Twice a year I’m the car guy who prefers to wax my BMWs. First in April and second one in October.  The reasons behind this strategy has to do with the fact that it protects the paint right before the two toughest seasons on any paint. There are two types of wax I like to use. If I’m looking to give the car a “concourse-like” look  I will use Griots Polish first then apply their “Best in Show” wax.  If I am happy with the state of my paint (not too many swirls in it), I like to use Meguiar’s NXT Tech Wax.  It’s easy to use and the job lasts for a long time.

Polish and wax. What’s the difference and when to use them? 

Polish is used to remove scratches and swirl marks that always seem to show up on my cars no matter how careful I am when washing them. Wax, on the other hand, is simply a protectant but can enhance the shine of the paint as well as protect it.  My favorite reason though is how the BMW beads water and how smooth it feels to touch. A Griot’s saying that suck with me is “Polish is to perfect and Wax is to protect.”


My ritual starts with a cool paint surface. No doing any of this in direct sun!  First up is a thorough wash and dry.  I currently use Meguiar’s Gold Class Car Wash.  I don’t think it matters which car wash soap you use as long as it is made for automotive finishes.  Some guys use a soap like Dawn right before they wax the car to strip off as much as possible. Next I use Griot’s Paint squeegee to get the bulk of the water off and then a clean cloth to dry the rest.

Once the car is dry I move on to claying the car.  Currently I use Griots Paint Clay with their detailing spray, Speed Shine.  I like claying the car because it grabs the contaminants off of the paint and gets them off before you hit the car with any buffing motions which could potentially pick up the contaminant and then ground it into other areas of the paint surface.  Surprisingly it doesn’t take much clay to do the car and a full clay bar last quite a while.  Hit the car with detailing spray and rub the clay back and forth until it feels smooth.  Do this in small sections and be sure to pinch off what you need.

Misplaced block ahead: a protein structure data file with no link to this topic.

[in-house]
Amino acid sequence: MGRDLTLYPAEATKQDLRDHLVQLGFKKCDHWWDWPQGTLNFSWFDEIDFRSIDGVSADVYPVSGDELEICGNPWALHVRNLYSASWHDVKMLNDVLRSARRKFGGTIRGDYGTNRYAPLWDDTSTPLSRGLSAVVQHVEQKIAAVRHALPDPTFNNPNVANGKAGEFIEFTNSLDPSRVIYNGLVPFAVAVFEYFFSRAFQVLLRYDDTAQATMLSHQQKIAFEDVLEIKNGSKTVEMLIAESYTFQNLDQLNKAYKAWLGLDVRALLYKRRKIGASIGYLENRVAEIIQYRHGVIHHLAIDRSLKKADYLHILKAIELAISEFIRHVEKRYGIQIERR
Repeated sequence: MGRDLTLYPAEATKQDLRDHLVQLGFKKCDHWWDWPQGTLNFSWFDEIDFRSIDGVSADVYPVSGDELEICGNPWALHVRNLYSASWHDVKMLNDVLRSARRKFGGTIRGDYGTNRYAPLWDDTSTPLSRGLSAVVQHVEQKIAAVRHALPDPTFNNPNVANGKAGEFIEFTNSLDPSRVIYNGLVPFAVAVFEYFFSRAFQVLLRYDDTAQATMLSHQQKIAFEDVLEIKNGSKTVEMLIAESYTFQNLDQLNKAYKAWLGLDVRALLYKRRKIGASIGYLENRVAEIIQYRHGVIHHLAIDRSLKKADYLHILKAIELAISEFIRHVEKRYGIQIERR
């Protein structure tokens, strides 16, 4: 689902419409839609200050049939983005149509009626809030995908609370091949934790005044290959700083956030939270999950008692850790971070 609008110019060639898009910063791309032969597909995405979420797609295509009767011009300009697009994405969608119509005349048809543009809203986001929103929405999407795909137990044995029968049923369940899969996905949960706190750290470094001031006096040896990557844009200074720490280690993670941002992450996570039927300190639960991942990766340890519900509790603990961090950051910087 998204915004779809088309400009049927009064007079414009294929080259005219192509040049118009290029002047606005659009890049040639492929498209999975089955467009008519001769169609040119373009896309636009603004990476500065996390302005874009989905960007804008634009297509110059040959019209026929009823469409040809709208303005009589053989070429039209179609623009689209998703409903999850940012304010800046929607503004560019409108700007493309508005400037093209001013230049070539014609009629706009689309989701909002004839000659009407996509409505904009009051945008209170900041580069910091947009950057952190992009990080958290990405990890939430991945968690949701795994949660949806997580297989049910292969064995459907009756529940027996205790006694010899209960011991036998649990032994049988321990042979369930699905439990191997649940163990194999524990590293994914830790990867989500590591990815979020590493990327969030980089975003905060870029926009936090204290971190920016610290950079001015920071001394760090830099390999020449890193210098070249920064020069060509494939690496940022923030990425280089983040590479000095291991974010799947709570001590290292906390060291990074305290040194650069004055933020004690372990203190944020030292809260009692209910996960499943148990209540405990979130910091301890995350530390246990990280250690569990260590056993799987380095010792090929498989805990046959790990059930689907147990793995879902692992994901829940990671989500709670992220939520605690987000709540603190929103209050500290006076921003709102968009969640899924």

I have to admit I am spoiled now.  For a gift to myself, I bought a Griot’s Random Orbital to polish and wax cars. I was forever a firm believer it was a completely unnecessary device. However, now after using it for a couple years, I absolutely love it. It seems to be really good at getting a uniform coat of wax burnished over the entire surface.  Sometimes when I hand wax some areas I would end up with uneven applications of wax.  It’s not to say you cannot obtain perfection, just takes more work than I realized compared to a random orbital. Griots says you cannot burn your paint with their orbital and I haven’t noticed any issues even on six figure cars. The only bad thing about the orbital is that it’s loud!  Using hearing protection can be useful.


There is a technique to using the orbital and it involves doing the car in sections and doing multiple passes in a methodical manner.  Once you get it down it isn’t too bad.  I will do about a 2 foot by 2 foot square and move the orbital top to bottom and from left to right.  I then rotate this pattern 90 degrees and do it at least four times.  The Random Orbital has two types of pads: a stiffer one for the polish that is a sherbet orange and a red one that is for waxing.  It is very important to use the correct pad so the proper amount of force can be applied to your paint. I was told by a professional detailer if you have a clear bra you should tape it off with 3M blue painters tape to keep from piling up a bunch of wax at the edge of the clear bra. I use a fresh microfiber towel to buff the surface in order to remove the dried wax.

Here’s a short Griots video to give you an idea of using a random orbital.

Certain things will increase the frequency with which you need to wax and or polish your BMW, such as more outside exposure to dirt.

Click below to see the entire process in photos: